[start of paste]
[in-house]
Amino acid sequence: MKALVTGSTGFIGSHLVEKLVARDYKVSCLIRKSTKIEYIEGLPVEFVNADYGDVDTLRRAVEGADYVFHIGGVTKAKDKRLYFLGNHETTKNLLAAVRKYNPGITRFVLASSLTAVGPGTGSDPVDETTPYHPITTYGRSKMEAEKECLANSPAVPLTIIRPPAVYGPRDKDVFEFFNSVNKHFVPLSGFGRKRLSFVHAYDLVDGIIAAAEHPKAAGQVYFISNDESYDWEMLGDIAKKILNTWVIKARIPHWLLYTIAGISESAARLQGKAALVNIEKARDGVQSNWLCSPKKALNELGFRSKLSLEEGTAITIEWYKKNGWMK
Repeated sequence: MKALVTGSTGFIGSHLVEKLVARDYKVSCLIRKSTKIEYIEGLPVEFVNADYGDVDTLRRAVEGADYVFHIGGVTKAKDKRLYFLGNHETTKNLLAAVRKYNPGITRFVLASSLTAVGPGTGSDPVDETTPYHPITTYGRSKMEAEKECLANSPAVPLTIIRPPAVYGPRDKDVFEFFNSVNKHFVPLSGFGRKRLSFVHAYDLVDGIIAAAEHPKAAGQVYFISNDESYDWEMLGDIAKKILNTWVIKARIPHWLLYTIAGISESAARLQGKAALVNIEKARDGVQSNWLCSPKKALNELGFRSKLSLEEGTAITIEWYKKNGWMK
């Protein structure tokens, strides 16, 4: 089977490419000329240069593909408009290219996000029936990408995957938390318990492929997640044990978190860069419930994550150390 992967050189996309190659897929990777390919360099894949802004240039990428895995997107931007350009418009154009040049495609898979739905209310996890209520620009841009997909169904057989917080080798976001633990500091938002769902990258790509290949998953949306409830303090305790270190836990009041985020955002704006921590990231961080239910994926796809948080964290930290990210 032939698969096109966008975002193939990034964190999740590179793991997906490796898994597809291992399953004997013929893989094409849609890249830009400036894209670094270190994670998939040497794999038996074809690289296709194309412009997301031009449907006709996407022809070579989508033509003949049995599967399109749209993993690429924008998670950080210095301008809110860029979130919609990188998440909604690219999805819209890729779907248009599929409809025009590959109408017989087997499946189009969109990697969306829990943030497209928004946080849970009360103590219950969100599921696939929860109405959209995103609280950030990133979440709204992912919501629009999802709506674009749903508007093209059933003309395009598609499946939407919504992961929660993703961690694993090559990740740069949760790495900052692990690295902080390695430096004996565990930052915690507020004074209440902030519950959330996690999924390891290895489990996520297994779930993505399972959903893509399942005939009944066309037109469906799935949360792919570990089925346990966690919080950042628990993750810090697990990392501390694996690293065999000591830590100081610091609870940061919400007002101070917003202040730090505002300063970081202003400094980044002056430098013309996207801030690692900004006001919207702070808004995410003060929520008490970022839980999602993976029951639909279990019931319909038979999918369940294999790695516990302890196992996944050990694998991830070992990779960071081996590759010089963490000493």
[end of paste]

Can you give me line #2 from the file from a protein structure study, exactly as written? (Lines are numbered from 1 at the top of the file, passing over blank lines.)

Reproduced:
Amino acid sequence: MKALVTGSTGFIGSHLVEKLVARDYKVSCLIRKSTKIEYIEGLPVEFVNADYGDVDTLRRAVEGADYVFHIGGVTKAKDKRLYFLGNHETTKNLLAAVRKYNPGITRFVLASSLTAVGPGTGSDPVDETTPYHPITTYGRSKMEAEKECLANSPAVPLTIIRPPAVYGPRDKDVFEFFNSVNKHFVPLSGFGRKRLSFVHAYDLVDGIIAAAEHPKAAGQVYFISNDESYDWEMLGDIAKKILNTWVIKARIPHWLLYTIAGISESAARLQGKAALVNIEKARDGVQSNWLCSPKKALNELGFRSKLSLEEGTAITIEWYKKNGWMK